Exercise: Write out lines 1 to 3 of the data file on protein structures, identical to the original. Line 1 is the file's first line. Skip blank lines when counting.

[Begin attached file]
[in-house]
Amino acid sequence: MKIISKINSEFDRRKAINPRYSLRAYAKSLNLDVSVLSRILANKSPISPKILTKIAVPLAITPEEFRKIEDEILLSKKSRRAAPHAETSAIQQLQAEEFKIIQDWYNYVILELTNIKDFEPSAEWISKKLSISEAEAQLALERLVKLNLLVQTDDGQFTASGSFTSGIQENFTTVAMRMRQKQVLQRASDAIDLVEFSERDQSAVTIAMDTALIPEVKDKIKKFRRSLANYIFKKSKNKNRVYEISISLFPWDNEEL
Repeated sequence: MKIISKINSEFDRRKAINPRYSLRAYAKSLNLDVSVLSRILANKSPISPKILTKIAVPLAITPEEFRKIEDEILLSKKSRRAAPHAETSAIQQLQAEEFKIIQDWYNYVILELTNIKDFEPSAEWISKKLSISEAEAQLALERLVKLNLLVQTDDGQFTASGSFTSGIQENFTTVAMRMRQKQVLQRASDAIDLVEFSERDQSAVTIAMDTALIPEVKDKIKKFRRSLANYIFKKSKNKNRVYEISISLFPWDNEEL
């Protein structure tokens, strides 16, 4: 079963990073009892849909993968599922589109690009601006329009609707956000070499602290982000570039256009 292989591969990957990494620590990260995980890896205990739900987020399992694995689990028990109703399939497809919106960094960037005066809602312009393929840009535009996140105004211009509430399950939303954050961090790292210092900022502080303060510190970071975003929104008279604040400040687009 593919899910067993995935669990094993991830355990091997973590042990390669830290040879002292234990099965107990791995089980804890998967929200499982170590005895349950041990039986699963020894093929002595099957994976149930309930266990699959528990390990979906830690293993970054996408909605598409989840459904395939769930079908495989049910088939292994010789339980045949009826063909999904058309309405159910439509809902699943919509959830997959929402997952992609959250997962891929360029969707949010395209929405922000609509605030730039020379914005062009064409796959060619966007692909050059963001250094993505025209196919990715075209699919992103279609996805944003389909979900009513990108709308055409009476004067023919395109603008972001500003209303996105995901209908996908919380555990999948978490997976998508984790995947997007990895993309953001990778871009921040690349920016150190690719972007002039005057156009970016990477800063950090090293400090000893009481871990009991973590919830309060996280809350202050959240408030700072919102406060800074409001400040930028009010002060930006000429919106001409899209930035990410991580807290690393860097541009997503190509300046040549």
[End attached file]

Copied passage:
[in-house]
Amino acid sequence: MKIISKINSEFDRRKAINPRYSLRAYAKSLNLDVSVLSRILANKSPISPKILTKIAVPLAITPEEFRKIEDEILLSKKSRRAAPHAETSAIQQLQAEEFKIIQDWYNYVILELTNIKDFEPSAEWISKKLSISEAEAQLALERLVKLNLLVQTDDGQFTASGSFTSGIQENFTTVAMRMRQKQVLQRASDAIDLVEFSERDQSAVTIAMDTALIPEVKDKIKKFRRSLANYIFKKSKNKNRVYEISISLFPWDNEEL
Repeated sequence: MKIISKINSEFDRRKAINPRYSLRAYAKSLNLDVSVLSRILANKSPISPKILTKIAVPLAITPEEFRKIEDEILLSKKSRRAAPHAETSAIQQLQAEEFKIIQDWYNYVILELTNIKDFEPSAEWISKKLSISEAEAQLALERLVKLNLLVQTDDGQFTASGSFTSGIQENFTTVAMRMRQKQVLQRASDAIDLVEFSERDQSAVTIAMDTALIPEVKDKIKKFRRSLANYIFKKSKNKNRVYEISISLFPWDNEEL